(Written June 2007, published in Baddow Life, Issue 16, Summer 2007)
Only a few decades ago it seemed normal to treat the earth as human property, plots of land, which could be used and abused however their owners wanted to. But by the 1960s it was becoming clear that human activity could ruin the planet on which we all depend, and so was born the environmental or “green” movement. Some people in this movement over-reacted to past abuse by treating the earth as divine. But the Christian view has always been a middle way between these extremes. The earth is neither property to be exploited, nor a divinity to be worshipped, but it is God’s good creation and a reflection of his character. He has appointed humans to be stewards or managers of the earth, to look after it, to use it and enjoy the good things it produces, and to pass it on in a good state from generation to generation.
And so it is our Christian responsibility, in the current jargon, to use the earth in a sustainable way. This means not using more than our share of its resources or doing things which cause long term damage to it. It is not sustainable, and so irresponsible, to use fossil fuel reserves laid down over half a billion years at such a rate that they will be gone within a century or two. And it is not responsible to pour huge amounts of carbon dioxide into the atmosphere when there is a high risk (if not yet a proved one) that this will trigger significant global warming with serious adverse consequences for future generations. Responsible managers do not risk the property entrusted to them on enterprises, however potentially beneficial, with a 98%, or even 50%, chance of disastrous loss.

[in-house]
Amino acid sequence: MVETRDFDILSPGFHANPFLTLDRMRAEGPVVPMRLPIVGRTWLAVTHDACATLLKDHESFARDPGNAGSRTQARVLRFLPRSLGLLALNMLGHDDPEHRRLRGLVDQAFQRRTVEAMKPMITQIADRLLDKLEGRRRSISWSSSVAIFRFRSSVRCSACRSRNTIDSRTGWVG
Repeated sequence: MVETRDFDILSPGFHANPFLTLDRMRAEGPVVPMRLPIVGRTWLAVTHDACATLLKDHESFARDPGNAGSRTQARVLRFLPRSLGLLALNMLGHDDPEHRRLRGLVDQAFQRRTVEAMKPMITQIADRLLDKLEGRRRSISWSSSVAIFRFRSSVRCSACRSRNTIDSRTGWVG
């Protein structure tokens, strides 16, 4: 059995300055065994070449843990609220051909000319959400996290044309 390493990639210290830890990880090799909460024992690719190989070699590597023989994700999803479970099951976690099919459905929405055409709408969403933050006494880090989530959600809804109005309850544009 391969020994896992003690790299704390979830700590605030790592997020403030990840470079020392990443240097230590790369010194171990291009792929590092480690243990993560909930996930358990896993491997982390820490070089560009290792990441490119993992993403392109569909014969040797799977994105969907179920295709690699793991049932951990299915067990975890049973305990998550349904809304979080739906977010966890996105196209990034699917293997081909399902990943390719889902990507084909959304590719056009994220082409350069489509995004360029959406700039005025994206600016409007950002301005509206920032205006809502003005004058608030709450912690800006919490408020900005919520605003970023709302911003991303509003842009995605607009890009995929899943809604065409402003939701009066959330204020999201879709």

Of course if the world is to get away from dependence on fossil fuels, individuals and governments need to make some hard and expensive decisions. The burden of the necessary changes should not be laid unequally on developing countries. All of us need to do our bit, like using low energy light bulbs, and not taking lots of holidays abroad just because flights are cheap. As we western Christians give a good example we can encourage and help others round the world to do the same. In this way, slowly but surely, we should be able to adjust our lifestyles so that we are managing the earth for God in a sustainable and responsible way.